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The Sahelian agro-ecosystem vulnerability to an acceleration of ice-sheet melting during the 21st century

Abstract : During the 20th century, Sahelian drought episodes like those between 1972 and 1982 showed the vulnerability of the Sahelian agro-ecosystem provoking significant intraregional southward human migrations, to or near the coast. According to the latest IPCC report, the Sahel could become increasingly impacted by climate change during the 21st century because of a lagged and shorter rainfall season having the potential to induce a drastic destabilization of the Sahelian agro-ecosystem and to heavily impact the population. Such effects could be further amplified by a net increase of the Sahelian population. Drastic climate changes over tropical areas also occurred in the past: weakening of the West African Monsoon and megadrought Sahelian episodes have been reported with a close correspondence between the large rainfall decrease and the massive freshwater discharges following ice-sheet melting or iceberg surges. During the last decades a continuous acceleration of ice-sheet mass loss has been observed and post IPCC-AR5 studies suggest the ice-sheet contribution to future sea-level rise could be revised upward due partly to the lack of an accurate representation of ice-ocean interactions. The release of freshwater discharge in response to ice-sheet instability could have large consequences on the most vulnerable regions, such as the tropical areas. To investigate the impacts of large ice-sheet instability during the 21st century, we first explore the climatic signature of Greenland or Antarctic ice-sheet collapse scenarios corresponding to 0.5 to 1.5 meter of sea-level rise, superimposed to the RCP8.5 scenario. We show that a freshwater discharge coming from Greenland melting induces a significant decrease of summer monsoon rainfall, that may lead to changes in agricultural practices. Combined with increasing demography, this has the potential to induce important human migration flows. Without adaptation measures, we estimate that tens to hundreds million people could be forced to leave the Sahel by the end of the 21st century, not accounting for the direct migratory impact of sea-level rise over coastal areas.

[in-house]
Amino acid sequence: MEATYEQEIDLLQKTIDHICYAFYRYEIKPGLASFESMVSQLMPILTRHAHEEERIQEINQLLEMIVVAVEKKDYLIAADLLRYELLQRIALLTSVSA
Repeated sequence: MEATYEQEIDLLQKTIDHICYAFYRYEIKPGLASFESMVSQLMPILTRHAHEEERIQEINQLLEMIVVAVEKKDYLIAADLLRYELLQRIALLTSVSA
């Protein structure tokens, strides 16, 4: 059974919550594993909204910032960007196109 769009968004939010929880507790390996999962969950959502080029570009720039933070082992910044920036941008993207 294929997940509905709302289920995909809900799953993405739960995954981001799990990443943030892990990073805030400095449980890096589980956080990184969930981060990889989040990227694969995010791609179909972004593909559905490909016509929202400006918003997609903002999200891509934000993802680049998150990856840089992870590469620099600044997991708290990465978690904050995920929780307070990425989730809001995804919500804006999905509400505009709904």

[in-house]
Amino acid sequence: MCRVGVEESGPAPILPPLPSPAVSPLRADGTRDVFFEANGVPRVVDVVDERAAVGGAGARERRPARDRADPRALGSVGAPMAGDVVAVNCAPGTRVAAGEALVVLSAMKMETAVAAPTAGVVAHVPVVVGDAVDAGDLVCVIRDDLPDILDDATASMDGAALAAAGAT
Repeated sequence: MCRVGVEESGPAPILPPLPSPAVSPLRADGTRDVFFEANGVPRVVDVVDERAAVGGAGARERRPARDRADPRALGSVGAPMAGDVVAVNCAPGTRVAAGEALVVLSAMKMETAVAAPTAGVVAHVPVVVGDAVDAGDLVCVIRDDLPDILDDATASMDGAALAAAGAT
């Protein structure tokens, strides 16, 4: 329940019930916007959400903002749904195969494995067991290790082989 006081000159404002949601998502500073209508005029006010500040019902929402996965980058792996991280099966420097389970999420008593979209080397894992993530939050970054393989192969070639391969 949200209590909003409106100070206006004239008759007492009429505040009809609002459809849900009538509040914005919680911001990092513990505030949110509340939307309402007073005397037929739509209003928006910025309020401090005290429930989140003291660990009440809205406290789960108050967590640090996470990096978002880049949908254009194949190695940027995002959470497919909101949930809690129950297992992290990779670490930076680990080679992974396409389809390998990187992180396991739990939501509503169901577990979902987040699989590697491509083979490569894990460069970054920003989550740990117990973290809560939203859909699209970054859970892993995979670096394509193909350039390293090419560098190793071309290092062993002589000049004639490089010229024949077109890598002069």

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Contributor : Dimitri Defrance <>
Submitted on : Thursday, March 23, 2017 - 9:01:34 AM
Last modification on : Tuesday, November 10, 2020 - 3:12:09 PM
Long-term archiving on: : Saturday, June 24, 2017 - 12:27:57 PM


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  • HAL Id : cea-01494242, version 1


Dimitri Defrance, Gilles Ramstein, Sylvie Charbit, Benjamin Sultan, Christophe Dumas, et al.. The Sahelian agro-ecosystem vulnerability to an acceleration of ice-sheet melting during the 21st century. EGU General Assembly 2016, Apr 2016, Vienna, Austria. pp.7977. ⟨cea-01494242⟩



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